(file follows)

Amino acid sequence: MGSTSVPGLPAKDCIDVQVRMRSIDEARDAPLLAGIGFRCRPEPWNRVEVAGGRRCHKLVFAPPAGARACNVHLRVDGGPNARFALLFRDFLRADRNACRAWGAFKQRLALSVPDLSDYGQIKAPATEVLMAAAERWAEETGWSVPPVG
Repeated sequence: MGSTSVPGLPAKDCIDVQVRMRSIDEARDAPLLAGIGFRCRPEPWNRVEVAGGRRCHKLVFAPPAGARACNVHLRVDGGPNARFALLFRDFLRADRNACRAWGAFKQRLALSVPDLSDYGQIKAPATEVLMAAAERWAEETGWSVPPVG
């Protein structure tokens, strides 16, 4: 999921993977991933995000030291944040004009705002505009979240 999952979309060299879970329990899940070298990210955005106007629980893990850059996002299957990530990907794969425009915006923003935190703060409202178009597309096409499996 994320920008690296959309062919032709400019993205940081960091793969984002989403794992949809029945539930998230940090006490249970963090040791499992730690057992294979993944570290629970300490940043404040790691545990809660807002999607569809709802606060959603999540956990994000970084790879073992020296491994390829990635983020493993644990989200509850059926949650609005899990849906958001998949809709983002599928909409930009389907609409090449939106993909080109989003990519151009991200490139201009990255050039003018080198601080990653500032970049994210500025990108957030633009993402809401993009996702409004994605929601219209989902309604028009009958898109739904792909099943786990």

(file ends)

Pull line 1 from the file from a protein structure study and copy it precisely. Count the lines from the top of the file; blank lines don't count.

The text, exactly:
Amino acid sequence: MGSTSVPGLPAKDCIDVQVRMRSIDEARDAPLLAGIGFRCRPEPWNRVEVAGGRRCHKLVFAPPAGARACNVHLRVDGGPNARFALLFRDFLRADRNACRAWGAFKQRLALSVPDLSDYGQIKAPATEVLMAAAERWAEETGWSVPPVG